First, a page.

MPVEX Enhanced 911
"I have an MPVEX IP Phone at my house. If I call 911 for an emergency, will the first-responders show up at my office or my house?"
We hear this question often enough and the answer is very easy... "It depends on what addresses you have associated with your MPVEX phone number(s).
First, let's understand how the 911 system works.
History of 911
In the United States, the first effort for a nationwide emergency telephone number was in 1957, when the National Association of Fire Chiefs recommended use of a single number for reporting fires.
In 1967, the President's Commission on Law Enforcement and Administration of Justice recommended that a "single number should be established" nationwide for reporting emergency situations. The use of different telephone numbers for each type of emergency was determined to be counterproductive during different emergencies.
Other Federal Government Agencies and various governmental officials also supported and encouraged the recommendation. As a result of the immense interest in this issue, the President's Commission on Civil Disorders turned to the Federal Communications Commission (FCC) for a solution.
In November 1967, the FCC met with the American Telephone and Telegraph Company (AT&T) to find a means of establishing a universal emergency number that could be implemented quickly. In 1968, AT&T announced that it would establish the digits 9-1-1 (nine-one-one) as the emergency code throughout the United States.
The code 9-1-1 was chosen because it best fit the needs of all parties involved. First, it met public requirements because it is brief, easily remembered, and can be dialed quickly. Second, because it is a unique number, never having been authorized as an office code, area code, or service code, it best met the long range numbering plans and switching configurations of the telephone industry.
Ever since 1968, communities and governments have built and enhanced their emergency centers. The telephone people call the emergency center... PSAP - Public Safety Answering Point.
911 vs E911
Since the late 1960s, the 911 system has relied on a physical wire being associated with a physical address or location. In the 1990s, with the birth of wireless and VoIP phones, the address and location can be more mobile in nature, so some "Enhancements" needed to be added to the 911 system. So the 911 system is still active in 96% of the country. The PSAPs are mostly converted to Enhanced 911, but as your emergancy call is transfered to different PSAPs or police districts, you may be asked for your location again and again...
Location Location Location
If you call 911, you might be surprised how often call takers ask where you are. Each time a new voice comes on the line, you'll be asked for your location (at least an address and sometimes more specific) as well as the phone number from which you are calling. This might even be confirmed a second time by each voice. In a call that's only transferred one time, you will potentially be asked for your location and phone number four times.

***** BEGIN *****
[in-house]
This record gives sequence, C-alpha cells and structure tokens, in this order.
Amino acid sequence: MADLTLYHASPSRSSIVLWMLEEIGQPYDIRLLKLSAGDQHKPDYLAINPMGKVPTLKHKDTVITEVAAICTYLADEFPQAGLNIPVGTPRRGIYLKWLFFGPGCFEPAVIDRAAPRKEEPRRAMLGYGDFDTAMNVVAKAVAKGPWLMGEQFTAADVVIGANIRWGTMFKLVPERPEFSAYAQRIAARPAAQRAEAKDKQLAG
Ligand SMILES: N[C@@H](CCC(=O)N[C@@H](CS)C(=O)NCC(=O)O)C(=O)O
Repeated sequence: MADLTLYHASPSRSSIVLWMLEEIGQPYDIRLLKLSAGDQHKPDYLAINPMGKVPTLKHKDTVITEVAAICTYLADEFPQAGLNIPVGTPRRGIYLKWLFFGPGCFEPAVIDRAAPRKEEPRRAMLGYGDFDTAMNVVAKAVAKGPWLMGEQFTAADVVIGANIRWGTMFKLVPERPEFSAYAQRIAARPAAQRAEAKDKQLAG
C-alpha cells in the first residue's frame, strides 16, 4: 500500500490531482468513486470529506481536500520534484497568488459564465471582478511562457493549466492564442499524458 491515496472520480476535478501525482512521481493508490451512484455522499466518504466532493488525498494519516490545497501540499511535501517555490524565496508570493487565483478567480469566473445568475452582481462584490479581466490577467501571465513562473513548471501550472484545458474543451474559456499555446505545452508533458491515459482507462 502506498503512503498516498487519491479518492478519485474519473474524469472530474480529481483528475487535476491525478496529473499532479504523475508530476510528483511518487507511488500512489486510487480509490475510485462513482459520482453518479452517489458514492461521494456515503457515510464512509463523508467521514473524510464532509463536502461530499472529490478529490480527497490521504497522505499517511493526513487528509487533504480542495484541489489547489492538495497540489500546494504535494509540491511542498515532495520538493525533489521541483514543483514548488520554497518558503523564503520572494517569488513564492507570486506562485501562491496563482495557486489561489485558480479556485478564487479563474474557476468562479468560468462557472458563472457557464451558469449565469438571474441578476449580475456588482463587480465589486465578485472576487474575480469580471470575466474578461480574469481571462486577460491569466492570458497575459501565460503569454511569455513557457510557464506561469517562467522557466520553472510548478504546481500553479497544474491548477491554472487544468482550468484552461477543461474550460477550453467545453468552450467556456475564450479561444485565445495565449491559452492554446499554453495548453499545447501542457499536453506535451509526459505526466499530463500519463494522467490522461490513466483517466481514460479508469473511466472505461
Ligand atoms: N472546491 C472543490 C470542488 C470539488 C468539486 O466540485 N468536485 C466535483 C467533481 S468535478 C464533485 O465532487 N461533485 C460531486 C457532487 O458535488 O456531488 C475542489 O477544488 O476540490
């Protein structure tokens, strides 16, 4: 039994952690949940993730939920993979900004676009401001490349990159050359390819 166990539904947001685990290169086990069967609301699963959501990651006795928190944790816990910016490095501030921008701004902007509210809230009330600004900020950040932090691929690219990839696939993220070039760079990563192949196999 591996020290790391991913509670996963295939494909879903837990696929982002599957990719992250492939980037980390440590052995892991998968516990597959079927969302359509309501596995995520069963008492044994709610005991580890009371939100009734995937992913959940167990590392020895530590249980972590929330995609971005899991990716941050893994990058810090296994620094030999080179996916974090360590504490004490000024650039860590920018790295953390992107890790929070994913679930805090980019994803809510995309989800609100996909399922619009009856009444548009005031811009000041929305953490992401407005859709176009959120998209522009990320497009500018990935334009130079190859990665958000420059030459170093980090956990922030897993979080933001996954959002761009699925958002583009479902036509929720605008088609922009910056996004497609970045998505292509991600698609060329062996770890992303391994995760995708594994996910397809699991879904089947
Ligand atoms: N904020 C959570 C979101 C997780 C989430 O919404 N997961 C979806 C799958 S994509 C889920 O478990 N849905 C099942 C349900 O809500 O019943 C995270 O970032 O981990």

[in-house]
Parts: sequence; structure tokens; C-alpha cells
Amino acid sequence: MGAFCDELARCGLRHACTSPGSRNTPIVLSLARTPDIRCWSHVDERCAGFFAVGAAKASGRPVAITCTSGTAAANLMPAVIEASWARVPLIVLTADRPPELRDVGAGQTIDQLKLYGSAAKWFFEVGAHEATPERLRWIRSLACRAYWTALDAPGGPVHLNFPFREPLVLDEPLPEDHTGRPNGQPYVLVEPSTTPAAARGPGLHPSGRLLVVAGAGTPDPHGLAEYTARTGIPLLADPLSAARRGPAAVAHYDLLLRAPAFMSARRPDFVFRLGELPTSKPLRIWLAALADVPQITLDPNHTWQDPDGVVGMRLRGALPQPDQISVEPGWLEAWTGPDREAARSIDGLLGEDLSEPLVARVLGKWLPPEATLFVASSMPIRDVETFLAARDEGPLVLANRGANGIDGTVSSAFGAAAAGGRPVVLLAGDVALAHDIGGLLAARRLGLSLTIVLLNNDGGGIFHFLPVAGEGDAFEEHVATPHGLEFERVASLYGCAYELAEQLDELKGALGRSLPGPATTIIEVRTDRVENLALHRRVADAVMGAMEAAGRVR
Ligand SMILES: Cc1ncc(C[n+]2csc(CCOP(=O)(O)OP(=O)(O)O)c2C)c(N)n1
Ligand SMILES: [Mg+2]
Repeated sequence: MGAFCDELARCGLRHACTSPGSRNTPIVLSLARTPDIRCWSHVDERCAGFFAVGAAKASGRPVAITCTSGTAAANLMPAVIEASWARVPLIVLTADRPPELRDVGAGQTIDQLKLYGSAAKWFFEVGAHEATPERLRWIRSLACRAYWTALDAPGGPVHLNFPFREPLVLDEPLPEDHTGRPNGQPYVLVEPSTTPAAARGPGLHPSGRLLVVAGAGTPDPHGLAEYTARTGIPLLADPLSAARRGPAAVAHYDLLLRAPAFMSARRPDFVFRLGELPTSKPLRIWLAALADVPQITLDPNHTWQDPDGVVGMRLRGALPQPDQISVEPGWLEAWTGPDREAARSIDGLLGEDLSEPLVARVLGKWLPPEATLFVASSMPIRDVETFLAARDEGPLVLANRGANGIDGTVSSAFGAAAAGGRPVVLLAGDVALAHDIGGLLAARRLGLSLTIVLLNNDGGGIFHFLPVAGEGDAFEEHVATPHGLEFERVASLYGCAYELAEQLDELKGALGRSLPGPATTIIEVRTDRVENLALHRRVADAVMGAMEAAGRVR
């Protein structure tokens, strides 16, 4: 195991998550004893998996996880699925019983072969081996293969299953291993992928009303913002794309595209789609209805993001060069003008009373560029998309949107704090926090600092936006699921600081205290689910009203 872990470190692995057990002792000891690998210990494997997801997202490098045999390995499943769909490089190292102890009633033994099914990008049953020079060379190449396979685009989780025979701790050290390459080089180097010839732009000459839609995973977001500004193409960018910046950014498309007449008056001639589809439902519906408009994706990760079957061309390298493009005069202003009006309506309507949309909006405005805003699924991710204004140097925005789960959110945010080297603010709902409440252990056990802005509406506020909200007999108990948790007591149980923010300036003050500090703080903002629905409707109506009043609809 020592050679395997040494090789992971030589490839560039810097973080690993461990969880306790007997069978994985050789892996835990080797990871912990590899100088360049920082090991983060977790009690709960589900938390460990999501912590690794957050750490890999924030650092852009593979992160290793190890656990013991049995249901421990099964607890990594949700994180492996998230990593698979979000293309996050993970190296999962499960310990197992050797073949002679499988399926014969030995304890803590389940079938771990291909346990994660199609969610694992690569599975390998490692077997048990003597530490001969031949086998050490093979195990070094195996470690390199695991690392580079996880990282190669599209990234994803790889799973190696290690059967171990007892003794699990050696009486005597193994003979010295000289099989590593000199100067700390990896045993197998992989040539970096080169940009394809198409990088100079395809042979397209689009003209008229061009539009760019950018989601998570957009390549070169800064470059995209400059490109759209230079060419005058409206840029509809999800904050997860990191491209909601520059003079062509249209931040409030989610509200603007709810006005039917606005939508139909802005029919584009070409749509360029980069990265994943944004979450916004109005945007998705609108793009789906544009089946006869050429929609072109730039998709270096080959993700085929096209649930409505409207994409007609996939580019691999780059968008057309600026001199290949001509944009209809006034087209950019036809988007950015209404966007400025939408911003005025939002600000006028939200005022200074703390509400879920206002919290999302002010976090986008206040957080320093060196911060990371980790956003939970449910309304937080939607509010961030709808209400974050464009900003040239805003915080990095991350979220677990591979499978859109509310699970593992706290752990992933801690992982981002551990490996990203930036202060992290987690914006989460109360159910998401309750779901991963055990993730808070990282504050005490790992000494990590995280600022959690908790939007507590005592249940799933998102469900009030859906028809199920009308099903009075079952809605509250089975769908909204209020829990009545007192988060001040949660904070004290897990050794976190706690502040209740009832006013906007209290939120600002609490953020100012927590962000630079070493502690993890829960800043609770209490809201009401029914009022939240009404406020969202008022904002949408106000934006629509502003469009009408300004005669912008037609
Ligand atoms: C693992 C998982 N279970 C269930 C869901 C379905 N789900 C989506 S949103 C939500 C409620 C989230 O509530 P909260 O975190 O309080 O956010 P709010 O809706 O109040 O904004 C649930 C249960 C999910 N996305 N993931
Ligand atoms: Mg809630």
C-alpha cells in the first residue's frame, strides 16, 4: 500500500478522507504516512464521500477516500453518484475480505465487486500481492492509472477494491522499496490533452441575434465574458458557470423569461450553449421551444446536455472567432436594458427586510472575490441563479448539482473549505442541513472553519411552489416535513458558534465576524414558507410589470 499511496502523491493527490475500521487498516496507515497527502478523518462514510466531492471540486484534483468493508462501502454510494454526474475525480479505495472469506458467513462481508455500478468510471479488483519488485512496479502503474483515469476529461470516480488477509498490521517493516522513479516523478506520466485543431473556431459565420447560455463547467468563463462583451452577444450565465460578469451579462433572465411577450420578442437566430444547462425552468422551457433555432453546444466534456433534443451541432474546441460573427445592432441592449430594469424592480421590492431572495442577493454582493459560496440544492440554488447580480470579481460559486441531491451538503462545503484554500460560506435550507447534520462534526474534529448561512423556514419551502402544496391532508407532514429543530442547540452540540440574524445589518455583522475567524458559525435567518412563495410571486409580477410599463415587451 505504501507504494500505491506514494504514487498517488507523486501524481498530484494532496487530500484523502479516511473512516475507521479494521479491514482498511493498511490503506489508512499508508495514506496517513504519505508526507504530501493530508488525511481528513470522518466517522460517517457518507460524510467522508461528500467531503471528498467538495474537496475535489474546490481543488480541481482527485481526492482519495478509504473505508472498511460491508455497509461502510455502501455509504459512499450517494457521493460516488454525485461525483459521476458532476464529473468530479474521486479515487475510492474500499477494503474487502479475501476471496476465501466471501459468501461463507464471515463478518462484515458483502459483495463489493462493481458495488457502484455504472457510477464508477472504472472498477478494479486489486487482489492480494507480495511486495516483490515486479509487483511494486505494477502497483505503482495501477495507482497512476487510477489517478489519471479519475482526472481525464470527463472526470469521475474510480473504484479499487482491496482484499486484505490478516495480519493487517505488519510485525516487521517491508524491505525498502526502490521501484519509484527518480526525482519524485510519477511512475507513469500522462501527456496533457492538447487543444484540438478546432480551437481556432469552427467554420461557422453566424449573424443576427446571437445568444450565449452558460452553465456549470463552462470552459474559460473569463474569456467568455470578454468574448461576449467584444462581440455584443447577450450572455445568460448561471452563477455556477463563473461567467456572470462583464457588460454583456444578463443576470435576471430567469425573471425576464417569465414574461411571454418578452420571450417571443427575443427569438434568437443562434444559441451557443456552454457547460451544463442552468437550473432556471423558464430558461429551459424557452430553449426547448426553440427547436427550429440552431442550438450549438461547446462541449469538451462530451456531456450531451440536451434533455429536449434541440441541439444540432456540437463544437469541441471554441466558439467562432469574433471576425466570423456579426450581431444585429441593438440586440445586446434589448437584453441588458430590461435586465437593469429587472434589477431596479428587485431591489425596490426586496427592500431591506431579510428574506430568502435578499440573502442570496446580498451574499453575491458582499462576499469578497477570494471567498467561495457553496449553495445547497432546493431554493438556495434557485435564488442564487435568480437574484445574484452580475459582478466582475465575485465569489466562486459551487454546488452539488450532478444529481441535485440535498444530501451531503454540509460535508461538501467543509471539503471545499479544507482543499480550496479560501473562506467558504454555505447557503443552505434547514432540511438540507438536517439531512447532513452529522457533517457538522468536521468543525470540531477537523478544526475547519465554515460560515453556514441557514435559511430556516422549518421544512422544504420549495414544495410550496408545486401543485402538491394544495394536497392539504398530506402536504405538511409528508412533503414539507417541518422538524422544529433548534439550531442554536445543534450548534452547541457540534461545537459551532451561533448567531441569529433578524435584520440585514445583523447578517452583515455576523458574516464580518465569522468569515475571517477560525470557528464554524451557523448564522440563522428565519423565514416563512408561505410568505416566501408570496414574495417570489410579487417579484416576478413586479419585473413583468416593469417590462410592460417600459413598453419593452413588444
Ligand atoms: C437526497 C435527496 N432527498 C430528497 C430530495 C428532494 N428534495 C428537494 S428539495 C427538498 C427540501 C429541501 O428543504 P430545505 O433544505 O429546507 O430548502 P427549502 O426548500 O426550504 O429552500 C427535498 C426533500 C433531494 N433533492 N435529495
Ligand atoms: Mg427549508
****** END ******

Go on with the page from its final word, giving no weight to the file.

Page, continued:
Don't be discouraged by this. It's not like the call takers forgot what you said or weren't paying attention. The location of an emergency is the most important piece of information in any 911 call. No matter what happens after you tell them where you are -- let's say a meteor falls from the sky and takes out the phone line -- the call taker has what he or she needs to send somebody driving a vehicle with red lights on top to your emergency.
There's a common misconception that at each PSAP, the 911 computers always know where you are when you call. This function is known as Enhanced 911 (E911) and is available in most places around the country. It uses a national database for addresses, but if your phone company is not up-to-date with the latest technologies, the database is sometimes wrong. Plus, that only works with landlines and updated phone services which use Enhanced 911 technologies like MPVEX. Cell phones don't always relay your location to the PSAP.
MPVEX - Enhanced 911
We use your phone number as the identifier just like in the old days. Let's say your business in located at 1234 Hainey Ave in Green Acres. Your main number is 314-555-1212. Old world 911 services would use your phone company's billing address as your physical location for your business. So if you were to pick up the phone and be recognized as using 314-555-1212, the PSAP would send your call to your local Green Acres police dispatch department.
But with new technology, we don't need to rely on the phone company's billing records any longer, we can provide crucial location information to the PSAP database within minutes (it takes a bit longer to process throughout the US). So if you have a phone with a number, like a DID, or a branch locations number anywhere in the US, we can easily provide this type of information to the 911 authority.
This is what Metropark's main number's E911 information looks like, but can be changed very quickly should we need to move our phones to another location, during a flood lets say...
A picture is worth a 1000 words...
Look at the what happens when you dial 911 from your MPVEX phone
Benefits to Enhanced 911
- First Responders can locate your emergency faster
- Easily change addresses of remote locations
- No longer tied to Phone Company Billing records
- Add floors or suite numbers in high rise buildings
- Meet compliance with government 911 authorities